(Image source from: Financial Post)
The Trump administration on Thursday backing away government's years of endeavors to cut America's trips to the gas station and cut down climate-changing tailpipe emissions, and unhealthy, proposed rolling back car-mileage standards.
If the proposed rule gets finalized, the auto industry could get roiled as it prepares for new model years and weaken one of the primary weapons of the federal government against climate-change regulating emissions from cars and else vehicles.
The result, opponents say, will be dirtier air and more pollution-related illness and death. The proposal itself estimates it could cost tens of thousands of jobs auto workers who deal with making vehicles more fuel efficient.
The administration also said it wants to revoke an authority granted to California under the half-century-old Clean Air Act to set its own, tougher mileage standards. California and 16 other states already have filed suit to block any change in the fuel efficiency rules.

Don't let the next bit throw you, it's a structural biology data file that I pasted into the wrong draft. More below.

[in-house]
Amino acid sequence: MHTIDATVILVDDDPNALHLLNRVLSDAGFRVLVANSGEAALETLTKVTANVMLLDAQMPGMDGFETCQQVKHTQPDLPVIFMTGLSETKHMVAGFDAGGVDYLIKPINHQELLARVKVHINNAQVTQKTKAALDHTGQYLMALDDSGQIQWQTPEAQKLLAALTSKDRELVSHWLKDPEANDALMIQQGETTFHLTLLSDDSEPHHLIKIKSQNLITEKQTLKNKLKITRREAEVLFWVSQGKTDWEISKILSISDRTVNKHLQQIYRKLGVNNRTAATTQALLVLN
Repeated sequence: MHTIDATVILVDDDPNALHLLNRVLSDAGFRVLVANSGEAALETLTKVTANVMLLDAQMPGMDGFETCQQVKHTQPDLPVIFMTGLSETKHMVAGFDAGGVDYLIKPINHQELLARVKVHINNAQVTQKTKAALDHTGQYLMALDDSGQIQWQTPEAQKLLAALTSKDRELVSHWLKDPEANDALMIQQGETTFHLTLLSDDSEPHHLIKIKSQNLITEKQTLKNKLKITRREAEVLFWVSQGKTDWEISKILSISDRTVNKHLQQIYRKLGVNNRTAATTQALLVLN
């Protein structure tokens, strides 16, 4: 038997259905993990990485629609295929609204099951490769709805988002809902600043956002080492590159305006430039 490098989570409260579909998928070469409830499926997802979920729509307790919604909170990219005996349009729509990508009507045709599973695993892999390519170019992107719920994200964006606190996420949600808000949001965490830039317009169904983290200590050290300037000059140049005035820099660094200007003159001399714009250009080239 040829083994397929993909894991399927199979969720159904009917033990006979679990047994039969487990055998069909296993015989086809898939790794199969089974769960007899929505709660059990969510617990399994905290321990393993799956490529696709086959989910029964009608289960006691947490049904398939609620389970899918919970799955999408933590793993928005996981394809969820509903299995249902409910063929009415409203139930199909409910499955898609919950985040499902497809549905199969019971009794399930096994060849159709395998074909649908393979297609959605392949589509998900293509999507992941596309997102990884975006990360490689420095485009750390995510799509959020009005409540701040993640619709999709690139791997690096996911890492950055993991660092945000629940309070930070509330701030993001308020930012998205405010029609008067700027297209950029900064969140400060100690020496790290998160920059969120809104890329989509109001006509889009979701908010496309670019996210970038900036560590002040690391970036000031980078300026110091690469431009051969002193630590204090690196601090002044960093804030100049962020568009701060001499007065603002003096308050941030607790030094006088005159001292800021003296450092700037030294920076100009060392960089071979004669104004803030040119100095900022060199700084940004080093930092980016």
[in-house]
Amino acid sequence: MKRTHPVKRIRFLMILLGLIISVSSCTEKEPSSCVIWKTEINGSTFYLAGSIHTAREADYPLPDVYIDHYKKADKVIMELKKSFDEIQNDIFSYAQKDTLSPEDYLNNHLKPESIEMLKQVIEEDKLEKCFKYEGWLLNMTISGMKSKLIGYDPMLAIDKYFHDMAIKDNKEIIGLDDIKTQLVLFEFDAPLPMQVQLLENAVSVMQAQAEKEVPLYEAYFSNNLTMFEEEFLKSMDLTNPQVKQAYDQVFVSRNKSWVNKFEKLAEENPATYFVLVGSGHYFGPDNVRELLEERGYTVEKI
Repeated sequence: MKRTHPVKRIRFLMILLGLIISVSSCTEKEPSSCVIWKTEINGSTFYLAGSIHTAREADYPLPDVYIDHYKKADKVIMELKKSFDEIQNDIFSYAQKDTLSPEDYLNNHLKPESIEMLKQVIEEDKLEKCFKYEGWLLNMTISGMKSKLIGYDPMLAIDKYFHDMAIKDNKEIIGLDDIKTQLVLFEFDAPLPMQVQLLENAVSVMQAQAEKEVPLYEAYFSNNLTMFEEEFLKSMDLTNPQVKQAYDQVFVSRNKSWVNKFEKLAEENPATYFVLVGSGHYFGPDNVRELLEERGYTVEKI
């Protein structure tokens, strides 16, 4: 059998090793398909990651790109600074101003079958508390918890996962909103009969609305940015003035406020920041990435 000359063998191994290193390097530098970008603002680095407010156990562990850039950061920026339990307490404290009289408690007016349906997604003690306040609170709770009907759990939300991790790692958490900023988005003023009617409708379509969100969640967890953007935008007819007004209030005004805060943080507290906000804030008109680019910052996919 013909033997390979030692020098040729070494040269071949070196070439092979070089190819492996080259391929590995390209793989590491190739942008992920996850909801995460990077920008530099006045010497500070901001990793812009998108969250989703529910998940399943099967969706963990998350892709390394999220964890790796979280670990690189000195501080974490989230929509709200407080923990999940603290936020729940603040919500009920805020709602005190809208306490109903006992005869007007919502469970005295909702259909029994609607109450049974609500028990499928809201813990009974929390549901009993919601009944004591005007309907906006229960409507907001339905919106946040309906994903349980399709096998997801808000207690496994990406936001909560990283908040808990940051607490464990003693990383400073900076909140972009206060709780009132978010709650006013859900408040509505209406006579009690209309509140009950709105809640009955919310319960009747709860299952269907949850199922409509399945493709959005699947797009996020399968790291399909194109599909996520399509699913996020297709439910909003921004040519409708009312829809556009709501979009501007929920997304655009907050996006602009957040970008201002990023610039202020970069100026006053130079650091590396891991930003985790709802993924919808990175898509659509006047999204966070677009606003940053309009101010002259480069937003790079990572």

"The EPA has handed decision making over to the fossil fuel lobbyists ... the flat-Earthers, the climate change deniers," said Massachusetts Attorney General Maura Healey.
The United States mileage standards would freeze by the proposal at levels mandated by the Obama administration for 2020.
The proposed alteration, stopping further improvement necessitates, stakes its case on consumer choice and on highway safety claims challenged by many transportation experts.
The administration says waiving requirements for greater fuel efficiency would make cars and light trucks somewhat more affordable. And that, it said, would get vehicles with the latest technology into the hands of consumers more quickly.
Now, the administration will seek public comment on its proposal including leaving the tighter, Obama fuel standards in place and range of other options,
Though environmental groups and galore states assailed it, some Republican lawmakers supported the mileage freeze.
Under the presidency of Barack Obama, the EPA had proposed mileage standards that bit by bit would become tougher, rising to 36 miles per gallon in 2025, 10 mpg higher than the current requirement. In 2012, California and the automakers agreed to the rules, setting a single national fuel economy standard.
President Donald Trump, shortly after taking office called for a rollback, urging "common sense changes" if the mileage necessitates threatened auto industry jobs.
A Transportation Department spokesperson called the estimate of job losses "rough approximations."
Two former EPA mileage officials said the administration's proposal departed from years of findings on fuel efficiency, car safety, exhaust emissions, and costs.
By Sowmya Sangam